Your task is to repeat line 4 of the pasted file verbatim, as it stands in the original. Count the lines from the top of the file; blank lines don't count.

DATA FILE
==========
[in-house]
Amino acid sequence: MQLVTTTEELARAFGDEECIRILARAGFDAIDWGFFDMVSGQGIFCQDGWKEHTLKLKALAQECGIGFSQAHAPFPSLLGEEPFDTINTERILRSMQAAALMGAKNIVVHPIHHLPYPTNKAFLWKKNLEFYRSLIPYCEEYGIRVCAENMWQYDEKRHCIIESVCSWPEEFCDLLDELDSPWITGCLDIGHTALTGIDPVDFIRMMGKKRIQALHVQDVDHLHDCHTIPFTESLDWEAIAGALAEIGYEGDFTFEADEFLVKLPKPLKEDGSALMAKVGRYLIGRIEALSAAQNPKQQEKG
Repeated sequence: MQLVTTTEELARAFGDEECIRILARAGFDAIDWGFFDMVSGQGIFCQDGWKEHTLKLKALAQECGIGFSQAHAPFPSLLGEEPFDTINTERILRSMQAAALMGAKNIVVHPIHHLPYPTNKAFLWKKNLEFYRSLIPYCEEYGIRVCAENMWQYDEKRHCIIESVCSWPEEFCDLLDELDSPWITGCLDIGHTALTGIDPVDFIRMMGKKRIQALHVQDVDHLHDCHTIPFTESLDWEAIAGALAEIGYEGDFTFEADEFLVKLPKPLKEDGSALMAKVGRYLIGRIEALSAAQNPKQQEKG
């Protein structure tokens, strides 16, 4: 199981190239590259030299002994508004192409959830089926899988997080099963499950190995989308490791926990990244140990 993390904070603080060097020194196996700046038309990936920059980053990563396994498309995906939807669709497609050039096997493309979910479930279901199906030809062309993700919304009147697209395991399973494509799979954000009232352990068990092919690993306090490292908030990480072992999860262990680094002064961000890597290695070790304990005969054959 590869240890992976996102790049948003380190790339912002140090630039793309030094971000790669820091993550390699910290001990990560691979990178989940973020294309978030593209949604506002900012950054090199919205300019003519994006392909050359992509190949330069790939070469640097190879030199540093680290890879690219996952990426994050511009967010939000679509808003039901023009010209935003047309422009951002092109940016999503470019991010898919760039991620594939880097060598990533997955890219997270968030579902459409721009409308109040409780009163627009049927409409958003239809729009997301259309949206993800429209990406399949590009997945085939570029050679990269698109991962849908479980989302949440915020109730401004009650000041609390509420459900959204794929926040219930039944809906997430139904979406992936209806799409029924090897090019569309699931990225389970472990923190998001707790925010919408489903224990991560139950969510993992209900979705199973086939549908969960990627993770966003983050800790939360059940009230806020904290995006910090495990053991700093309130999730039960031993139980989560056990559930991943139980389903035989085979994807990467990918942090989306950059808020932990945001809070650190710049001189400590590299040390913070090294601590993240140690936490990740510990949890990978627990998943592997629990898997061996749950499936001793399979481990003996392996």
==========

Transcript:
């Protein structure tokens, strides 16, 4: 199981190239590259030299002994508004192409959830089926899988997080099963499950190995989308490791926990990244140990 993390904070603080060097020194196996700046038309990936920059980053990563396994498309995906939807669709497609050039096997493309979910479930279901199906030809062309993700919304009147697209395991399973494509799979954000009232352990068990092919690993306090490292908030990480072992999860262990680094002064961000890597290695070790304990005969054959 590869240890992976996102790049948003380190790339912002140090630039793309030094971000790669820091993550390699910290001990990560691979990178989940973020294309978030593209949604506002900012950054090199919205300019003519994006392909050359992509190949330069790939070469640097190879030199540093680290890879690219996952990426994050511009967010939000679509808003039901023009010209935003047309422009951002092109940016999503470019991010898919760039991620594939880097060598990533997955890219997270968030579902459409721009409308109040409780009163627009049927409409958003239809729009997301259309949206993800429209990406399949590009997945085939570029050679990269698109991962849908479980989302949440915020109730401004009650000041609390509420459900959204794929926040219930039944809906997430139904979406992936209806799409029924090897090019569309699931990225389970472990923190998001707790925010919408489903224990991560139950969510993992209900979705199973086939549908969960990627993770966003983050800790939360059940009230806020904290995006910090495990053991700093309130999730039960031993139980989560056990559930991943139980389903035989085979994807990467990918942090989306950059808020932990945001809070650190710049001189400590590299040390913070090294601590993240140690936490990740510990949890990978627990998943592997629990898997061996749950499936001793399979481990003996392996």